In [22]:

```
type(f)
```

Out[22]:

and differ from SageMath standard symbolic functions by automatic simplifications in all operations. For instance, adding the two symbolic functions

In [23]:

```
f0(x,y,z) = cos(x)^2; g0(x,y,z) = sin(x)^2
```

results in

In [24]:

```
f0 + g0
```

Out[24]:

while the sum of the corresponding functions in the class ChartFunction is automatically simplified:

In [25]:

```
f1 = X.function(cos(x)^2); g1 = X.function(sin(x)^2)
f1 + g1
```

Out[25]:

To get the same output with symbolic functions, one has to invoke the method simplify_trig():

In [26]:

```
(f0 + g0).simplify_trig()
```

Out[26]:

Another difference regards the display; if we ask for the symbolic function f0, we get:

In [27]:

```
f0
```

Out[27]:

while if we ask for the chart function f1, we get only the coordinate expression:

In [28]:

```
f1
```

Out[28]:

To get an output similar to that of f0, one should call the method display():

In [29]:

```
f1.display()
```

Out[29]:

Note that the method `expr()`

returns the underlying symbolic expression:

In [30]:

```
f1.expr()
```

Out[30]:

In [31]:

```
type(f1.expr())
```

Out[31]:

Let us first consider an open subset of $\mathcal{M}$, for instance the complement $U$ of the region defined by $\{y=0, x\geq 0\}$ (note that `(y!=0, x<0)`

stands for $y\not=0$ OR $x<0$; the condition $y\not=0$ AND $x<0$ would have been written `[y!=0, x<0]`

instead):

In [32]:

```
U = M.open_subset('U', coord_def={X: (y!=0, x<0)})
```

Let us call `X_U`

the restriction of the chart `X`

to the open subset $U$:

In [33]:

```
X_U = X.restrict(U)
X_U
```

Out[33]:

We introduce another chart on $U$, with spherical-type coordinates $(r,\theta,\phi)$:

In [34]:

```
Y.<r,th,ph> = U.chart(r'r:(0,+oo) th:(0,pi):\theta ph:(0,2*pi):\phi')
Y
```

Out[34]:

The function chart() has now some argument; it is a string, which contains specific LaTeX symbols, hence the prefix 'r' to it (for *raw* string). It also contains the coordinate ranges, since they are different from the default value, which is $(-\infty, +\infty)$. For a given coordinate, the various fields are separated by the character ':' and a space character separates the coordinates. Note that for the coordinate $r$, there are only two fields, since the LaTeX symbol has not to be specified. The LaTeX symbols are used for the outputs:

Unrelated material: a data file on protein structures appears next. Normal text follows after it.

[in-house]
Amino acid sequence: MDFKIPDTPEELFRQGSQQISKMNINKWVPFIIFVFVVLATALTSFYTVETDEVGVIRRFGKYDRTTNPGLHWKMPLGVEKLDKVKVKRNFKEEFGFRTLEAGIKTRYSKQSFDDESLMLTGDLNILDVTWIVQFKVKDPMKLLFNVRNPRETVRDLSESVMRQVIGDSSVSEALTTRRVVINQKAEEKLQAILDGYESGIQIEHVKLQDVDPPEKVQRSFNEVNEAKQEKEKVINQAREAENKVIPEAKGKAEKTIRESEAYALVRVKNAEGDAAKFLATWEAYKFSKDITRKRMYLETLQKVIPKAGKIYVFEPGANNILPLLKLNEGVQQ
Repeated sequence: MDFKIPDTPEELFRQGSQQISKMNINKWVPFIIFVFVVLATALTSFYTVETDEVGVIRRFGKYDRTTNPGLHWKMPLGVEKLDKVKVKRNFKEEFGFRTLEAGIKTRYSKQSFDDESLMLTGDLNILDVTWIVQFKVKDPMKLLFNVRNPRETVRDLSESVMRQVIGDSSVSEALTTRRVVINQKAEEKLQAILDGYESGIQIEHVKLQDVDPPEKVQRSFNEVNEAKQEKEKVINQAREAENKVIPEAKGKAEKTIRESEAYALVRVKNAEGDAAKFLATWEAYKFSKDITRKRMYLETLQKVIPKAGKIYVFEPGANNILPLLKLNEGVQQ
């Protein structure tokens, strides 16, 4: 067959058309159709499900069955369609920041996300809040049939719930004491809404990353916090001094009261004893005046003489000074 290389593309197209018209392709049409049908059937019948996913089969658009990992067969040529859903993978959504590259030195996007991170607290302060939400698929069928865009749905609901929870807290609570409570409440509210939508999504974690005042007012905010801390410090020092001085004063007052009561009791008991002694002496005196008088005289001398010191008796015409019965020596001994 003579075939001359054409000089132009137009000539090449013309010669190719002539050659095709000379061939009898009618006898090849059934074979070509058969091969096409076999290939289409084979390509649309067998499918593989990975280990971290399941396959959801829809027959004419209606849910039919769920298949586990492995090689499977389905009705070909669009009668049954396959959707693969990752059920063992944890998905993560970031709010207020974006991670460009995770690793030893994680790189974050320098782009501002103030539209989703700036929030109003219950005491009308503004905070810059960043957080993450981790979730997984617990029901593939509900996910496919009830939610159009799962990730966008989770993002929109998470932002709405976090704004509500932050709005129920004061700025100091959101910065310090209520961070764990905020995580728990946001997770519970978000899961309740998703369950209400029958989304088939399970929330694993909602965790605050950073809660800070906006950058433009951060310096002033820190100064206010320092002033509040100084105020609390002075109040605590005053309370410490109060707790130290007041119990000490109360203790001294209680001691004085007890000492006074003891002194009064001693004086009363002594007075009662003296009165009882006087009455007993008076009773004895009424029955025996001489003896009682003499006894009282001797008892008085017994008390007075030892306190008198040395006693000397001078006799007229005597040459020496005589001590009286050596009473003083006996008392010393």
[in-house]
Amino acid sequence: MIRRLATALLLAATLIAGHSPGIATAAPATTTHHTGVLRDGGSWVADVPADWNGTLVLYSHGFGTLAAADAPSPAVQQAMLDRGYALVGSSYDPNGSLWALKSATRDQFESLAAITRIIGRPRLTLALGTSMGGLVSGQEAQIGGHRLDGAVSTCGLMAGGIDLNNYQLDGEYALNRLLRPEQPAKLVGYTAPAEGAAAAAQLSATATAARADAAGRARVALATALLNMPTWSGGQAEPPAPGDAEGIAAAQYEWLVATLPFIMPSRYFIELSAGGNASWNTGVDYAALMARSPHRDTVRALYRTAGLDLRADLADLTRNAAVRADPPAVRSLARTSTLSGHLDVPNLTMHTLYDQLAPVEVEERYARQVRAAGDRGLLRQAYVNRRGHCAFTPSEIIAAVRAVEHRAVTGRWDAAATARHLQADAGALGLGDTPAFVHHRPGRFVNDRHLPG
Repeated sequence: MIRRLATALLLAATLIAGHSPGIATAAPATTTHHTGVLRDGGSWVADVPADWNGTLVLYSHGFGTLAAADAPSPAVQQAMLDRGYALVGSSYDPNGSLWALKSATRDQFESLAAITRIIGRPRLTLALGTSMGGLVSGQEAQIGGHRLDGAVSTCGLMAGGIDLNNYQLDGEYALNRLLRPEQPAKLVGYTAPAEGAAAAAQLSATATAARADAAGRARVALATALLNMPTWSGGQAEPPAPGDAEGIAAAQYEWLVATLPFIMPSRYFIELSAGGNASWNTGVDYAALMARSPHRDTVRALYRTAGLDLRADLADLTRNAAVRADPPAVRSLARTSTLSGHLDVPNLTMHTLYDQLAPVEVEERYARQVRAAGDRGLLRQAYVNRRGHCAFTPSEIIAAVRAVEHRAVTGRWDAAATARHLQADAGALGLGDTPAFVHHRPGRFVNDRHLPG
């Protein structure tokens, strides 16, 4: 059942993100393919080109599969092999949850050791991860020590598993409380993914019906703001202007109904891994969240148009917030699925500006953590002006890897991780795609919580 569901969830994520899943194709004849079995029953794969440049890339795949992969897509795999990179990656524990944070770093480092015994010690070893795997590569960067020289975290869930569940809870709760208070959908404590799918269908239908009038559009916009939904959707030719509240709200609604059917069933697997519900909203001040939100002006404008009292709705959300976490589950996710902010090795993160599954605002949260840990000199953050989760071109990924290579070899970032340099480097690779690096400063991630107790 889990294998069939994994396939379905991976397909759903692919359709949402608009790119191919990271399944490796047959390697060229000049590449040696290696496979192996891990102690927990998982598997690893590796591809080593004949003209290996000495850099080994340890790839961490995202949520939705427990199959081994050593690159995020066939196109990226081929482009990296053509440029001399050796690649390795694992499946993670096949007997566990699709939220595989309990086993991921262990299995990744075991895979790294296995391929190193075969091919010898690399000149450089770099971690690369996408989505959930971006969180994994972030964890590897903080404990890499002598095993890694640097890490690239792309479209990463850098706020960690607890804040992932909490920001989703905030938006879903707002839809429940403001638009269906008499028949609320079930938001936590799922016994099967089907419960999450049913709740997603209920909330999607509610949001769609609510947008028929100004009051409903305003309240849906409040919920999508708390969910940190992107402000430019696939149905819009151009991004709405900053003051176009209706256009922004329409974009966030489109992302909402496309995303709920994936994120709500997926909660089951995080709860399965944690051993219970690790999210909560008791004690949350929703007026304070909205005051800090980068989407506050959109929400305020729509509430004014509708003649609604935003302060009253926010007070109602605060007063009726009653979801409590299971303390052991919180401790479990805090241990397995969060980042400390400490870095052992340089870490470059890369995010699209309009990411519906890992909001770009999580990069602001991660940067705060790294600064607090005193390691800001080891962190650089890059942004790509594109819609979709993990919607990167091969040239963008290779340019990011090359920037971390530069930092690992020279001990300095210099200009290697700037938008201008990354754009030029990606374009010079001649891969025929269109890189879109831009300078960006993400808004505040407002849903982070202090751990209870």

In [35]:

```
th, ph
```

Out[35]:

In [36]:

```
Y[2], Y[3]
```

Out[36]:

The declared coordinate ranges are now known to Sage, as we may check by means of the command assumptions():

In [37]:

```
assumptions()
```

Out[37]:

They are used in simplifications:

In [38]:

```
simplify(abs(r))
```

Out[38]:

In [39]:

```
simplify(abs(x)) # no simplification occurs since x can take any value in R
```

Out[39]:

After having been declared, the chart Y can be fully specified by its relation to the chart X_U, via a transition map:

In [40]:

```
transit_Y_to_X = Y.transition_map(X_U, [r*sin(th)*cos(ph), r*sin(th)*sin(ph), r*cos(th)])
transit_Y_to_X
```

Out[40]:

In [41]:

```
transit_Y_to_X.display()
```

Out[41]:

The inverse of the transition map can be specified by means of the method set_inverse():

In [42]:

```
transit_Y_to_X.set_inverse(sqrt(x^2+y^2+z^2), atan2(sqrt(x^2+y^2),z), atan2(y, x))
```

A check of the provided inverse is performed by composing it with the original transition map, on the left and on the right respectively. As indicated, the reported failure for `th`

and `ph`

is actually due to a lack of simplification of expressions involving `arctan2`

.

We have then

In [43]:

```
transit_Y_to_X.inverse().display()
```

Out[43]:

At this stage, the manifold's **atlas** (the "user atlas", not the maximal atlas!) contains three charts:

In [44]:

```
M.atlas()
```

Out[44]:

The first chart defined on the manifold is considered as the manifold's default chart (it can be changed by the method set_default_chart()):

In [45]:

```
M.default_chart()
```

Out[45]:

Each open subset has its own atlas (since an open subset of a manifold is a manifold by itself):

In [46]:

```
U.atlas()
```

Out[46]:

In [47]:

```
U.default_chart()
```

Out[47]:

We can draw the chart $Y$ in terms of the chart $X$ via the command `Y.plot(X)`

, which shows the lines of constant coordinates from the $Y$ chart in a "Cartesian frame" based on the $X$ coordinates:

In [48]:

```
Y.plot(X)
```

Out[48]:

The command plot() allows for many options, to control the number of coordinate lines to be drawn, their style and color, as well as the coordinate ranges (cf. the list of all options):

In [49]:

```
Y.plot(X, ranges={r:(1,2), th:(0,pi/2)}, number_values=4,
color={r:'blue', th:'green', ph:'red'}, aspect_ratio=1)
```

Out[49]:

Conversly, the chart $X|_{U}$ can be plotted in terms of the chart $Y$ (this is not possible for the whole chart $X$ since its domain is larger than that of chart $Y$):

In [50]:

```
graph = X_U.plot(Y)
show(graph, axes_labels=['r','theta','phi'])
```